Today B.R.A.G. Medallion Honoree John Orton talks with me about writing historical Fiction. John was awarded an indieBRAG medallion for his first book The Five Stone Steps, (A Tale of a Policeman’s life in 1920’s South Shields), was born in South Shields, England, in 1949. Educated at South Shields Grammar School he read Law at St. Edmund Hall, Oxford and followed a career as a Solicitor in local government. He was County Solicitor and Clerk of Avon County Council when a stress related illness led to his retirement. Married with three children John now lives in Portishead, near Bristol and shares his time between writing, playing old style piano and gardening.
What are the periods of history focused on for your writing?
The 1920s. Writing about life in South Shields in the 1920s did not at first seem to me like history – it’s only a hundred years ago and my father was born in 1920; my Grandparents were born in the 1890s and my Nan was always talking about her life in the early years of the twentieth century. But when you think about how life was then and how it is now, and the changes that we’ve seen over just three generations then yes, it is history. South Shields was at that time a major seaport, a town with three coal mines, shipyards, glass works and other heavy industry all dependent on a resident work force who in the nineteenth century had flocked to the town for work. They lived in long terraced streets paved with cobbles – life had always been hard but with the recession after the Great War it got harder. The town had pubs galore where the sailors, miners, shipyard workers and others would take their beer – and if the men were hard then the Polis had to be harder.
Why Historical Fiction?
When I was in my teens I was taught how to play old style piano – Ragtime, Jelly Roll Morton, blues and boogie-woogie, – by Tommy Gordon, a noted old style jazz pianist. Tommy was a bit of a character and we became firm friends – he liked his beer and would tell all sorts of stories including some about his father’s time as a bobby on the beat in Shields. After my retirement I’d toyed with writing but nothing had really come off. I was thinking of writing a ‘whodunit’ set in my home town in the 1900s and asked Tommy if he could give me any background information about policing in those days. He handed me a dust covered, dog eared, hand written manuscript of his father’s memoirs. They were written when his father was in his seventies and had come to live with Tommy and his family. He would sit of an evening at a table by the fire, glass of malt at hand and write of life as a young bobby on the streets of South Shields in the old days. He was a Scot, had joined the Glasgow Tramways Battallion of the Highland Light Infantry, fought in the trenches and on demob had joined the South Shields Police Force.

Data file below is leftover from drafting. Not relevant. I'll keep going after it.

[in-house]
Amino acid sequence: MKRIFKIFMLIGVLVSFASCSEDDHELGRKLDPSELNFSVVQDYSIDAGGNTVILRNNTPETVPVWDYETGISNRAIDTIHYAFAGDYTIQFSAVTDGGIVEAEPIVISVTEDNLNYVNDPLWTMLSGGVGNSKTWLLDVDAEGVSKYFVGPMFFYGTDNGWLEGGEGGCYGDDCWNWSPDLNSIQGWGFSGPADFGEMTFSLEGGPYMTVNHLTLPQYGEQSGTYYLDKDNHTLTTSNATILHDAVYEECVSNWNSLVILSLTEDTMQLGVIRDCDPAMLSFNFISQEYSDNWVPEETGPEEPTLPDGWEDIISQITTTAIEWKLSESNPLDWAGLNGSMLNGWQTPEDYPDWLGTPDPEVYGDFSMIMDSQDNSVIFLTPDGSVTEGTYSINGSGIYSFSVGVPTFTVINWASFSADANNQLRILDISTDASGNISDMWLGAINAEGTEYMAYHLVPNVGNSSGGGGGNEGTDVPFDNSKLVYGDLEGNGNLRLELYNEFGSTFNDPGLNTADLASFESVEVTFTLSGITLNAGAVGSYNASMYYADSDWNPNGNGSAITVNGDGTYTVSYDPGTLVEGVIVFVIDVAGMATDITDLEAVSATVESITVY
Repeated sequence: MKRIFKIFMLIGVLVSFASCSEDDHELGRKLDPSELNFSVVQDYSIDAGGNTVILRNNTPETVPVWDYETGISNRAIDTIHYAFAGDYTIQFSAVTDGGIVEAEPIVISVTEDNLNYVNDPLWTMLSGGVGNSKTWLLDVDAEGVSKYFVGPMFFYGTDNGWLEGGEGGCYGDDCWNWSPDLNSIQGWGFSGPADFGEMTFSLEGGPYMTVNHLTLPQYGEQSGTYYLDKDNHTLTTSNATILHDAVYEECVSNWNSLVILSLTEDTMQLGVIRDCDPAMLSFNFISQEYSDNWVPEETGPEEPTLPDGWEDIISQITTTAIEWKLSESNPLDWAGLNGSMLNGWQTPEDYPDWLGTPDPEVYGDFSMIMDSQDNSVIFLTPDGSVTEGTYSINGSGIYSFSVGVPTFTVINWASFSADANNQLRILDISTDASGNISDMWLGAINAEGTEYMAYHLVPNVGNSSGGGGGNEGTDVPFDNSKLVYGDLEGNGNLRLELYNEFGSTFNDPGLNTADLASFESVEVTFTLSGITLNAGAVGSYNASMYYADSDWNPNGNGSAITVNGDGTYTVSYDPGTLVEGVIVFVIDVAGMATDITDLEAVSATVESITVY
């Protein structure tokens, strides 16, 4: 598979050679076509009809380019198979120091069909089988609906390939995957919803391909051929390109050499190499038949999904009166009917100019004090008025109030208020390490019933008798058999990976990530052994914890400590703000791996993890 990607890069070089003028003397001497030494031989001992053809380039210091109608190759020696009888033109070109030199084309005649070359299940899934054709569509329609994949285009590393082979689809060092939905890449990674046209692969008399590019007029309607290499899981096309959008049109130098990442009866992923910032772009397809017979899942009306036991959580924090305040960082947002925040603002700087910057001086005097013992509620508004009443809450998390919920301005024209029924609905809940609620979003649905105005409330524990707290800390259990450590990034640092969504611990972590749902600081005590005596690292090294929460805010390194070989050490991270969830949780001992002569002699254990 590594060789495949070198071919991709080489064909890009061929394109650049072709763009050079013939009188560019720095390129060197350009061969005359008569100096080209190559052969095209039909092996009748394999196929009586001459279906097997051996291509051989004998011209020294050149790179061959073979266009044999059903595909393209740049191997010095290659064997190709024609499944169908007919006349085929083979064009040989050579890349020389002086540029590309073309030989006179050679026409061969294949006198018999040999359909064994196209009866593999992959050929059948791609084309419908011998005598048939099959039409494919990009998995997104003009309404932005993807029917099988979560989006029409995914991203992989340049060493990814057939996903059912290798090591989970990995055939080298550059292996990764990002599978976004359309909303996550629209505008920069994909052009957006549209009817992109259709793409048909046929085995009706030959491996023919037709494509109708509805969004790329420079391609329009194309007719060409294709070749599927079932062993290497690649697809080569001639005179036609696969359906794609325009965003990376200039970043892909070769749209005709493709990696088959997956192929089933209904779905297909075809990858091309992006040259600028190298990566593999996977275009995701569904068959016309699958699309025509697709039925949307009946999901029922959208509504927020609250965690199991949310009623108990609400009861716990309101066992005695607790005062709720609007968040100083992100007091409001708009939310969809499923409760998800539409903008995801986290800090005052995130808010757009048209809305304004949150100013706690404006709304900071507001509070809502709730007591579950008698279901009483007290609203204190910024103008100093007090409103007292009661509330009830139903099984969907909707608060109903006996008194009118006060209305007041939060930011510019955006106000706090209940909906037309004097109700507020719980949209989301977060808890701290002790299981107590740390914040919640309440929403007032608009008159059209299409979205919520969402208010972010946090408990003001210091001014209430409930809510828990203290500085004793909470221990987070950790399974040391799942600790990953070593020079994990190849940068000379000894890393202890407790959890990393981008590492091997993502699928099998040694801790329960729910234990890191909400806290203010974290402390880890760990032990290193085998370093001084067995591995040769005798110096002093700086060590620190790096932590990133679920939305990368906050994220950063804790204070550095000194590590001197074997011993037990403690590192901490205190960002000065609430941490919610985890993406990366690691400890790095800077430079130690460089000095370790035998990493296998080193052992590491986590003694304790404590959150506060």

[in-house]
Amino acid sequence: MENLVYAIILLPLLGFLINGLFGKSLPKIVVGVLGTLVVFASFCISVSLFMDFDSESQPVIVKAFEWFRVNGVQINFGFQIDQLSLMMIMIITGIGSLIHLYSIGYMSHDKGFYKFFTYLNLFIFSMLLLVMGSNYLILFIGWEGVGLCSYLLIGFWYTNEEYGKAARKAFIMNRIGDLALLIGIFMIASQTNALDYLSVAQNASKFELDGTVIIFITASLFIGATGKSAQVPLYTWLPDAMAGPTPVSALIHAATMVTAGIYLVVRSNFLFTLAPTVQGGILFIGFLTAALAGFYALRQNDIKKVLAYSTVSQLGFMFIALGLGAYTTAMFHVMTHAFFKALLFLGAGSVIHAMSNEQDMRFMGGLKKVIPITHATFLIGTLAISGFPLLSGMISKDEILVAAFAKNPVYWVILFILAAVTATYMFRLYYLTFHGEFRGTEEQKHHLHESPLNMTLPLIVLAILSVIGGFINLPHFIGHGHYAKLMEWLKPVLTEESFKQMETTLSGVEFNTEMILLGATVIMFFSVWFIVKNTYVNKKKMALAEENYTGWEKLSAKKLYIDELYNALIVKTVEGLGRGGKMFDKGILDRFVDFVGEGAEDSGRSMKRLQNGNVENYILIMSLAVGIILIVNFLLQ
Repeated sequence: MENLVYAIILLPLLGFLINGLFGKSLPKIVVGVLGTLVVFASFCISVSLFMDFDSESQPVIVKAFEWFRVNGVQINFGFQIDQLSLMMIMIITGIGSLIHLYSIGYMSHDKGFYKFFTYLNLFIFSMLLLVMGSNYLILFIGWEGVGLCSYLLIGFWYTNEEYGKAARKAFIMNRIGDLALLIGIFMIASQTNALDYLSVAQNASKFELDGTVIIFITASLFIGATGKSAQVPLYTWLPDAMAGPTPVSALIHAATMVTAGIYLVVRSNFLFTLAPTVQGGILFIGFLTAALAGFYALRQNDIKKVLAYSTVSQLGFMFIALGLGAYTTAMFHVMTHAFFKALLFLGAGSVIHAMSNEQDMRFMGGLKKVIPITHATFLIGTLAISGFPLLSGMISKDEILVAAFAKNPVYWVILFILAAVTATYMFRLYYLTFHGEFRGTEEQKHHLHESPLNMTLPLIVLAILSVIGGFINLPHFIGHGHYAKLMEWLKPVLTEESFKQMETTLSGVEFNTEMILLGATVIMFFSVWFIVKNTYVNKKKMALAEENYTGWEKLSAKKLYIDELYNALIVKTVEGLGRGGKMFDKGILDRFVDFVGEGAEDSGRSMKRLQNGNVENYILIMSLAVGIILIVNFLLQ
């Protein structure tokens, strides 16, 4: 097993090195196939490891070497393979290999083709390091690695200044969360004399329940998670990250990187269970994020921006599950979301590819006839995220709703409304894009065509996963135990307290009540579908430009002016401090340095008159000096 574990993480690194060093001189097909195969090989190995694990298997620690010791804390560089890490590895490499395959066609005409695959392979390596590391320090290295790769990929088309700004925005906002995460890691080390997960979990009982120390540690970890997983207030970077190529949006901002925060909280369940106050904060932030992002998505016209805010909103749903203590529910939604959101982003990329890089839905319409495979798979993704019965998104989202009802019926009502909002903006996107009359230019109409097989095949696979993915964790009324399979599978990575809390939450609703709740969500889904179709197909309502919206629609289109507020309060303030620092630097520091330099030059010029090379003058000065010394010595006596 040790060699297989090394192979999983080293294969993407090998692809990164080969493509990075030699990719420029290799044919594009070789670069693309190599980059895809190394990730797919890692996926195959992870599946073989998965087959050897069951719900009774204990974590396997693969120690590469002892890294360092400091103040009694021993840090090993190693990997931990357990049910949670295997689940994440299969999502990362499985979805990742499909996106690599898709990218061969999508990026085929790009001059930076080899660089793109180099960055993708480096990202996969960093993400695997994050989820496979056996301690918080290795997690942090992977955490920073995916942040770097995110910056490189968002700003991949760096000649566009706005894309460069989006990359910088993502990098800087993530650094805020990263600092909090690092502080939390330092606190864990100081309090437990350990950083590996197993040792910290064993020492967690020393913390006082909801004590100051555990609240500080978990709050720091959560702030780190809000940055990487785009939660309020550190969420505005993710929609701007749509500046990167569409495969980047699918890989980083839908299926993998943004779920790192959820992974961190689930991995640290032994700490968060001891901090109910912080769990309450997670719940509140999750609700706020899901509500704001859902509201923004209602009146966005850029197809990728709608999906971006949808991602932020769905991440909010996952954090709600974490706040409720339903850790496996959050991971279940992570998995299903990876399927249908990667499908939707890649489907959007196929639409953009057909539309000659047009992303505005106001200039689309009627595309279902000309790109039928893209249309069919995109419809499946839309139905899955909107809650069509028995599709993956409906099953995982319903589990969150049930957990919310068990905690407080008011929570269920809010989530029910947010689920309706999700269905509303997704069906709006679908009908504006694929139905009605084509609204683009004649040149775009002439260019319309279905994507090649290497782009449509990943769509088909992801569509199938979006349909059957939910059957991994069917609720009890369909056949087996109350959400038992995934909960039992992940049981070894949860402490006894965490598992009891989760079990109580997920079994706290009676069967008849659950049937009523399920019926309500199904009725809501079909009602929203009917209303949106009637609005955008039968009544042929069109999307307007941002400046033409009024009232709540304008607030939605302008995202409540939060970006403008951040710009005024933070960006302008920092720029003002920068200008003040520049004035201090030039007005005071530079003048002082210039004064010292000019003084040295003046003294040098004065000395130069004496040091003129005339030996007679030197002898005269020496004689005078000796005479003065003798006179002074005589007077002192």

The Memoirs were fascinating – as you read them you could nearly smell the whisky and hear the rugged Scottish tones of Tom ‘Jock’ Gordon. The Memoirs were not structured in any particular way, as Jock wrote down what came into his mind, but they did give not only a firsthand account of policing but also of the town and its characters. They inspired me to write The Five Stone Steps a combination of fact and fiction that tells the tale of Tom Duncan, a fictional Scot who joins the South Shields Police in 1919.
When did you know you wanted be a Historical Fiction writer?
Unearthing the memoirs after they had been gathering dust for more than thirty years was a stroke of luck. As I really got into the work of turning them into a fact based fictional narrative I realised that this was a genre I was really comfortable with.
How much time do you spend on research? What sources do you use?
I was fortunate to have one main source, the memoirs, and also a personal knowledge of the town itself together with the many stories my Nan, and my Dad, had told of life in the twenties. But to bring Jock’s memoirs to life I had to know the town as it was in the 1920s – the old town of Shields grew up along the riverside and many of these old houses and buildings, some dating from Tudor times were demolished in the 30s; Shields was hit hard by the German blitz raids during WW2 and many parts of the town had to be rebuilt. Much of the town that Jock Gordon knew in the 20s had gone even before I was born. Using old ordnance survey maps and old photographs in the South Tyneside Library’s collections I was able to build a picture of how the streets of Shields looked in the 1920s, with their pubs, lodging houses, cafés, theatres and picture houses. Two of the stories in the book are set in Holborn, a riverside area crammed full of pubs and seamen’s lodging houses – with a community of Arab and Somalian seafarers – the picture shows one of the narrow streets where you can see the Hop Pole Inn and Mrs. Camillieri’s lodging house.